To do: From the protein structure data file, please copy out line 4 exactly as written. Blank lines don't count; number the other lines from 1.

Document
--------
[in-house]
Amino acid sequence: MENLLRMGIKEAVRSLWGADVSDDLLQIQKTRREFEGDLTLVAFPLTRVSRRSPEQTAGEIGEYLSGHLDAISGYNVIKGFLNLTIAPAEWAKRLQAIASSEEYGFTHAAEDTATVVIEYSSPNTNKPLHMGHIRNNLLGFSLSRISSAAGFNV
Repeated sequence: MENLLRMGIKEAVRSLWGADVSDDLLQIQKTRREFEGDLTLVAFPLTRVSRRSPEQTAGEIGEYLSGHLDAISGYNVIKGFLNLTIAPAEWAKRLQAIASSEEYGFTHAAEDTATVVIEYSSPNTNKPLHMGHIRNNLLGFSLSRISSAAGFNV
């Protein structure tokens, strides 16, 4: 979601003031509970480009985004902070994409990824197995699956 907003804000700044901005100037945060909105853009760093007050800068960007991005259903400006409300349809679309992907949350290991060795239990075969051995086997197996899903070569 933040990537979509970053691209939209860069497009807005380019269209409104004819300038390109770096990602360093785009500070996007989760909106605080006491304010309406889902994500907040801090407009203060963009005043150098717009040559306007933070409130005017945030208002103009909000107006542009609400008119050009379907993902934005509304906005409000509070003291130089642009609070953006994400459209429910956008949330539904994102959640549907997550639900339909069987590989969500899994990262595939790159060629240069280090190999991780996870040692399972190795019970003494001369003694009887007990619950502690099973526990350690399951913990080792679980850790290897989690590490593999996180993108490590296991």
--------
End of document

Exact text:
């Protein structure tokens, strides 16, 4: 979601003031509970480009985004902070994409990824197995699956 907003804000700044901005100037945060909105853009760093007050800068960007991005259903400006409300349809679309992907949350290991060795239990075969051995086997197996899903070569 933040990537979509970053691209939209860069497009807005380019269209409104004819300038390109770096990602360093785009500070996007989760909106605080006491304010309406889902994500907040801090407009203060963009005043150098717009040559306007933070409130005017945030208002103009909000107006542009609400008119050009379907993902934005509304906005409000509070003291130089642009609070953006994400459209429910956008949330539904994102959640549907997550639900339909069987590989969500899994990262595939790159060629240069280090190999991780996870040692399972190795019970003494001369003694009887007990619950502690099973526990350690399951913990080792679980850790290897989690590490593999996180993108490590296991």